Tlot-tlot, in the frosty silence! Tlot-tlot, in the echoing night!
    Nearer he came and nearer! Her face was like a light!
    Her eyes grew wide for a moment; she drew one last deep breath,
    Then her finger moved in the moonlight,
                      Her musket shattered the moonlight,
    Shattered her breast in the moonlight and warned him—with her death.

                                                 
    He turned; he spurred to the West; he did not know who stood
    Bowed, with her head o'er the musket, drenched with her own red blood!
    Not till the dawn he heard it, his face grew grey to hear
    How Bess, the landlord's daughter,
                      The landlord's black-eyed daughter,
    Had watched for her love in the moonlight, and died in the darkness there.

                                                 
    Back, he spurred like a madman, shrieking a curse to the sky,
    With the white road smoking behind him and his rapier brandished high!
    Blood-red were his spurs i' the golden noon; wine-red was his velvet coat,
    When they shot him down on the highway,
                      Down like a dog on the highway,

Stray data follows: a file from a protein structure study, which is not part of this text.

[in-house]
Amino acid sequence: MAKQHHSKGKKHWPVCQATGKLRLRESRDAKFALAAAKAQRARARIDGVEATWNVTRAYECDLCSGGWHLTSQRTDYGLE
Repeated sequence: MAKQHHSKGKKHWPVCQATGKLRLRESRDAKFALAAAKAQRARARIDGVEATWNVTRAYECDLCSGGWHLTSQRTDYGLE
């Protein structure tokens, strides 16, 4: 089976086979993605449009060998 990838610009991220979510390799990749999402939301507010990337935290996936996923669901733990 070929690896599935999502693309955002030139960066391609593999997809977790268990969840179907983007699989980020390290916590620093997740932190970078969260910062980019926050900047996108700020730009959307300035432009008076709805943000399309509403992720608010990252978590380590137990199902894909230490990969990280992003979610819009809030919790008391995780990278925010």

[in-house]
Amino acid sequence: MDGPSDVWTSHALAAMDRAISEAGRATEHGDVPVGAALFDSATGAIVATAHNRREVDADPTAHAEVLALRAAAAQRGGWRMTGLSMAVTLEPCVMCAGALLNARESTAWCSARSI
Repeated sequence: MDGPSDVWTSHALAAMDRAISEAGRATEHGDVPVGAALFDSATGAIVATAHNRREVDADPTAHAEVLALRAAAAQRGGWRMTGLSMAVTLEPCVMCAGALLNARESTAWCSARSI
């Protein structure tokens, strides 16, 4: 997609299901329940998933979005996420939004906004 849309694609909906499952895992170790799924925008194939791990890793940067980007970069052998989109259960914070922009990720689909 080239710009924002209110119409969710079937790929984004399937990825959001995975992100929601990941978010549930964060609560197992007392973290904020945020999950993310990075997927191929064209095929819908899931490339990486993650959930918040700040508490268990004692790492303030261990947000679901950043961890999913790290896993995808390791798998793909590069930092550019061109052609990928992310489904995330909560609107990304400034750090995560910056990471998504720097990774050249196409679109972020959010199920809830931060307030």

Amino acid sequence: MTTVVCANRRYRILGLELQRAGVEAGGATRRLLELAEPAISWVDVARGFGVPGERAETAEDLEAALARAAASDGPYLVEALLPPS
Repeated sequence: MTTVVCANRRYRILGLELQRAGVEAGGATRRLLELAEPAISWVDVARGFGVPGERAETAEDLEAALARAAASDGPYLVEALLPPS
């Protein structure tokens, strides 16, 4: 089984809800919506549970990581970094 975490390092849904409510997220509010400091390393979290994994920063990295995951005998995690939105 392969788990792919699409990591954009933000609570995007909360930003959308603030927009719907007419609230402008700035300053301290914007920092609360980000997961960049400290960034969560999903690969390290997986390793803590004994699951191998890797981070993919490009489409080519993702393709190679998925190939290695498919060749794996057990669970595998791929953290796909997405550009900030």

And he lay in his blood on the highway, with the bunch of lace at his throat.

              
    And still of a winter's night, they say, when the wind is in the trees, 
    When the moon is a ghostly galleon tossed upon cloudy seas,
    When the road is a ribbon of moonlight over the purple moor,
    A highwayman comes riding—
                      Riding—riding—
    A highwayman comes riding, up to the old inn-door.

                                          
    Over the cobbles he clatters and clangs in the dark inn-yard;
    He taps with his whip on the shutters, but all is locked and barred;
    He whistles a tune to the window, and who should be waiting there
    But the landlord's black-eyed daughter,
                      Bess, the landlord's daughter,
    Plaiting a dark red love-knot into her long black hair.




5 comments:

Blodeuedd said...

I love this one!

bermudaonion said...

I knew that sounded familiar - I'm pretty sure I've heard it sung before.

picky said...

I'm so surprised anyone else knows this one! I had a book when I was a child that had all sorts of different poems and songs in it, but this was always my favorite. I loved the way it sounded and felt. Thank you so much for sharing this. It just brought back so many memories.

JaneGS said...

I love this poem too, and Lorena McKinnet's version of it. Actually this was how I discovered McKinnet, and think she did a marvelous job.

Part of it is the cadence--you can feel the desperate urgency of the poem in the flow of it.

I still have the Childcraft vol 1-2 poetry books in which I first read this poem, and I still think the images are perfect for the poem: http://hibp.ecse.rpi.edu/~john/images/highway1.gif

Jenny Ward said...

I love this poem! The song is good but it is a shame that she doesn't include all the verses.

Jenny
Http://missjennysclassroomau.blogspot.com